This recipe is adapted from a recipe in The Gourmet Cookie Book (Have I mentioned before that this book is the most beautiful book ever made? It is a lesson in effective graphic design, and has lots of good recipes, too. If you haven’t finished your Christmas shopping, you must buy this for someone. If you have finished your Christmas shopping, you need to buy it for yourself. Aw, never mind—just buy it for yourself, regardless.)

Anyway, these cookies take most of their sweetness from the figs. If you wanted a slightly sweeter cookie, I think they’d be fabulous dredged in powdered sugar!

1 cup butter

¼ cup sugar

1 cup walnuts, ground*

1 cup dried figs, ground*

1 tsp vanilla

2 cups all-purpose flour

Cream butter. Add sugar and beat until fluffy. Stir in ground walnuts and figs, and vanilla. Stir in flour, mixing until all incorporated.

Use a scant tablespoon of dough for each cookie. Form into small finger shapes about 1 inch (2.5 cm) apart on a greased baking sheet. Bake at 300°F (150°C) for 25-30 minutes. Do not let them brown. Cool completely before eating—they crisp nicely as they cool.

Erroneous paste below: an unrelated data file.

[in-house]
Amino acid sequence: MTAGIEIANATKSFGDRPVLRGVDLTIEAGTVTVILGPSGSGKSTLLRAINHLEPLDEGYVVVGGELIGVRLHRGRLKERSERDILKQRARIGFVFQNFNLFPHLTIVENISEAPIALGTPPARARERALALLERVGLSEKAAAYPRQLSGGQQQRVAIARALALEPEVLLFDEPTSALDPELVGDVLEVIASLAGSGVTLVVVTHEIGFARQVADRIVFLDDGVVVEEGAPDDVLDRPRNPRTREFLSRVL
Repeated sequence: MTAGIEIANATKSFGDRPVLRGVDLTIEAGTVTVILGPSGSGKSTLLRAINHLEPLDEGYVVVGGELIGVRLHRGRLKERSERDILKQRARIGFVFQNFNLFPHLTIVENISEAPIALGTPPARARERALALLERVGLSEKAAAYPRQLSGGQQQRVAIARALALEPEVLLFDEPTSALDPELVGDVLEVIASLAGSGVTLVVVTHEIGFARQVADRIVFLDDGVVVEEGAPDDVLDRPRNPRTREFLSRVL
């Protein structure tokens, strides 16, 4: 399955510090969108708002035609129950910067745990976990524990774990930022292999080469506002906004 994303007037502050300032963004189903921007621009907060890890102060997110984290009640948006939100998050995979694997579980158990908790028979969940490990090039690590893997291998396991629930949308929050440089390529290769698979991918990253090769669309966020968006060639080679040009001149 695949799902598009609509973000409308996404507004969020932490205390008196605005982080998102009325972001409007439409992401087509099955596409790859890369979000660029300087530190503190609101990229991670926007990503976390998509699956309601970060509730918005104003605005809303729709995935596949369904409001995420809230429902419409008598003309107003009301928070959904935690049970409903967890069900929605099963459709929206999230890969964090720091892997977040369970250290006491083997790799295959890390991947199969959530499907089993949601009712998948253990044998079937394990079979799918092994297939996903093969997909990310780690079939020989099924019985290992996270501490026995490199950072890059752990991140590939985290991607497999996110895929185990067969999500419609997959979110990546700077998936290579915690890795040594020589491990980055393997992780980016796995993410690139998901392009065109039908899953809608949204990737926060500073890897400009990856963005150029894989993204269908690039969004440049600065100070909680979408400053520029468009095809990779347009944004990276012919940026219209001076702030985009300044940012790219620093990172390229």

*I grind the figs and walnuts together in a food processor—the walnuts keep the figs from sticking together in a big clump.


100_4203 smIn a drought, I can’t not blog about mulch at least once. Even in a normal summer, I don’t think I could grow vegetables without mulch—it’s just too dry and the sun is too intense.

We mulch with grass clippings, and the mulch serves a number of purposes. First, it disposes of the grass clippings, which would otherwise end up sitting clumped on the lawn, or fill up the already overflowing compost bins.

But the mulch is more than that. It holds moisture in the soil, so I don’t need to water as frequently. It also suppresses weeds, which is absolutely essential for my sanity—without it, I’d be spending every waking moment just weeding from September to April.

Grass clippings are particularly nice because they aren’t as attractive to slugs as the alternatives (pea straw or barley straw), they have a fine texture that can be gently nestled around even small plants, and they don’t blow away like other mulches do.

The only problem lies in getting enough for all our needs in early summer. It takes a lot of mowing to mulch all our garden beds!